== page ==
Sunday, September 14, 2008

Uri Savir to 'Post': It's either continuation of Oslo or nothing

When Uri Savir stood on the White House lawn exactly 15 years ago to watch the signing of the first Oslo accord, he was certain that the Israeli-Palestinian conflict would be over within five years.

In hindsight, Savir - the Foreign Ministry director-general who was Israel's chief negotiator of the accords - now believes that Oslo marked a critical point in the process, but it was hardly the end point.
Getting there [to a final peace agreement] takes time," Savir told The Jerusalem Post on Friday.

"I am convinced that had [then-prime minister Yitzhak] Rabin not been assassinated and if Bibi [Likud chairman Binyamin Netanyahu] had not won the [1996] elections, we would already be at peace," Savir said.

Many Israelis believe that the Oslo process died with the failed Camp David talks and the outbreak of the second intifada in 2000.

But Savir said the negotiations now taking place between the government and the West Bank Palestinians, as part of the Annapolis process begun in November 2007, were an extension of what began on September 13, 1993.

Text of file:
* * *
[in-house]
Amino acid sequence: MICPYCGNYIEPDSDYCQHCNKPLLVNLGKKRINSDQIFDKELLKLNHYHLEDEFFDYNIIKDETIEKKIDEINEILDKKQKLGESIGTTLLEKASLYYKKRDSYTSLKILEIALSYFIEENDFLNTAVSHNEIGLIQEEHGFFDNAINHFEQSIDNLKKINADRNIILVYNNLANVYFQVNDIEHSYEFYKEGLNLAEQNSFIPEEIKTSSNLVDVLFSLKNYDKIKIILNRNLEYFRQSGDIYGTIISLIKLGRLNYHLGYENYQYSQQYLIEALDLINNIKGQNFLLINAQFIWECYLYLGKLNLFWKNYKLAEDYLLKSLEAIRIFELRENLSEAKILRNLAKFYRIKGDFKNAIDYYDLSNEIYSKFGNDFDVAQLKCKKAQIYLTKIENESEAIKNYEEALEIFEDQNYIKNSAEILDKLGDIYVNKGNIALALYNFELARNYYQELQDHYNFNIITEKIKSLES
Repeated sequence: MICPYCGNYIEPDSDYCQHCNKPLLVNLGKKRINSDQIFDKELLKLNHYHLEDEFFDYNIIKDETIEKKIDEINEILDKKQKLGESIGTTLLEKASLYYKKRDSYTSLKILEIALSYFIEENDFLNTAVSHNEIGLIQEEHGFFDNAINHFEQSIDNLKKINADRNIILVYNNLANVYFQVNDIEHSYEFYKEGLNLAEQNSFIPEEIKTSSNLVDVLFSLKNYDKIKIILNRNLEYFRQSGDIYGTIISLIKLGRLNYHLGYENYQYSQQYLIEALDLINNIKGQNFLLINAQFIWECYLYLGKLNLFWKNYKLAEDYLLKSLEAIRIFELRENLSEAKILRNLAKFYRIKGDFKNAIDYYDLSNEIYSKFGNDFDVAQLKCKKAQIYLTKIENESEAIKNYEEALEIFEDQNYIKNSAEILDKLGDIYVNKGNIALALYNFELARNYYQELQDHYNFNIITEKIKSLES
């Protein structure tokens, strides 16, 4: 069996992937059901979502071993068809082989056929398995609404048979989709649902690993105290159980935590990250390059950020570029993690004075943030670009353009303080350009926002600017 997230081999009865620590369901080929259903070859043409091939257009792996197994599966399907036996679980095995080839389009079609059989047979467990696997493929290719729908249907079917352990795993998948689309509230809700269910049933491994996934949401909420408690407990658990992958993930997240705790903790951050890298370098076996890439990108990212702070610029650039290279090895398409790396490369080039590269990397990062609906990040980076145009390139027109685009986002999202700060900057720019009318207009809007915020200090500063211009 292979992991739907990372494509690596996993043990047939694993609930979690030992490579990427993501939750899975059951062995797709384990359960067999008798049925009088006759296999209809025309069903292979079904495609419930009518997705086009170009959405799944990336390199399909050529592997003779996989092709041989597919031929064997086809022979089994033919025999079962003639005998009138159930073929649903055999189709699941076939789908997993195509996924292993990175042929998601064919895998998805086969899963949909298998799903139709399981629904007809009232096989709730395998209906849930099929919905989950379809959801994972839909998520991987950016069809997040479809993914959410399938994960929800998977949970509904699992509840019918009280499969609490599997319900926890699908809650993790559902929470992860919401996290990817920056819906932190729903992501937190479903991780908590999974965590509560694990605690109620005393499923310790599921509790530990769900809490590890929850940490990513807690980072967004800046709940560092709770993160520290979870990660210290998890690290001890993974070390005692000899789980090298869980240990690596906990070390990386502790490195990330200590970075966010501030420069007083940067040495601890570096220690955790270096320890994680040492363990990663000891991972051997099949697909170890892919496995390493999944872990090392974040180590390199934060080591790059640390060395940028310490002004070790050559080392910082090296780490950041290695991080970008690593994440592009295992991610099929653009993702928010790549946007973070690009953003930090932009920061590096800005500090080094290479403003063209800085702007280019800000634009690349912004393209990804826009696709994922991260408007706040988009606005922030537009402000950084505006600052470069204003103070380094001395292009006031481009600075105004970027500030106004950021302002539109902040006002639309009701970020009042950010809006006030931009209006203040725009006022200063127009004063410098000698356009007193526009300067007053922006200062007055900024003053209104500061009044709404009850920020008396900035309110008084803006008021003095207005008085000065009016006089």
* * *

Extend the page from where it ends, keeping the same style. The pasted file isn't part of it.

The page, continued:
"It is either the continuation of Oslo or nothing," he said.

"At the Annapolis Conference everything that was said was based on Oslo. That it took longer than we had hoped is a fact of life, but it is still the same process, even if there are some who would like to define it differently," he said.

This month, to coincide with the 15th anniversary of the accords, Savir released an English-language version of a book he published last year in Hebrew and in Arabic called Peace First: A New Model to End War.

While the book examines peacemaking from a global perspective, its analysis is based on Savir's experience with Oslo in the 1990s. Although Savir has become critical of some elements of the Oslo process, the accord, he said, was a necessary measure, without which it would have been impossible to move forward with a peace plan.